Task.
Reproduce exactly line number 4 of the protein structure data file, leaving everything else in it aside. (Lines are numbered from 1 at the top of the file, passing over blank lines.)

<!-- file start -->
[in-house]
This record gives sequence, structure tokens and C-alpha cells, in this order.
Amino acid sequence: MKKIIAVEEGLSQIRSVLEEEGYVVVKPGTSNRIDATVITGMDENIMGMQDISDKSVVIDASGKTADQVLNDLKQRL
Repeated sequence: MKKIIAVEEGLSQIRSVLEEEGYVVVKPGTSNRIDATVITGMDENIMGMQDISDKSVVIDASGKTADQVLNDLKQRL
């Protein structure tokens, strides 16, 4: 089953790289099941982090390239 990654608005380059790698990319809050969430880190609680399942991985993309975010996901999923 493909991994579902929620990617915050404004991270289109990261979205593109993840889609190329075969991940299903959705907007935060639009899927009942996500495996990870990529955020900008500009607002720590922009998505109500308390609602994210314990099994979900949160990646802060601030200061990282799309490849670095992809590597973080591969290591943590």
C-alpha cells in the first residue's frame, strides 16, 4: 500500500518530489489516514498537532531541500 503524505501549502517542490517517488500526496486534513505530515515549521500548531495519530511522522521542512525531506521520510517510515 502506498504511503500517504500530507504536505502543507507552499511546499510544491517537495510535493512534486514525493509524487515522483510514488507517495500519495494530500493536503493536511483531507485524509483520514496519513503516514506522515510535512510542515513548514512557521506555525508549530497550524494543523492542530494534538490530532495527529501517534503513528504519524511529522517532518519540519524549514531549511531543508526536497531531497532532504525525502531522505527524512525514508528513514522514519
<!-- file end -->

Repeated sequence: MKKIIAVEEGLSQIRSVLEEEGYVVVKPGTSNRIDATVITGMDENIMGMQDISDKSVVIDASGKTADQVLNDLKQRL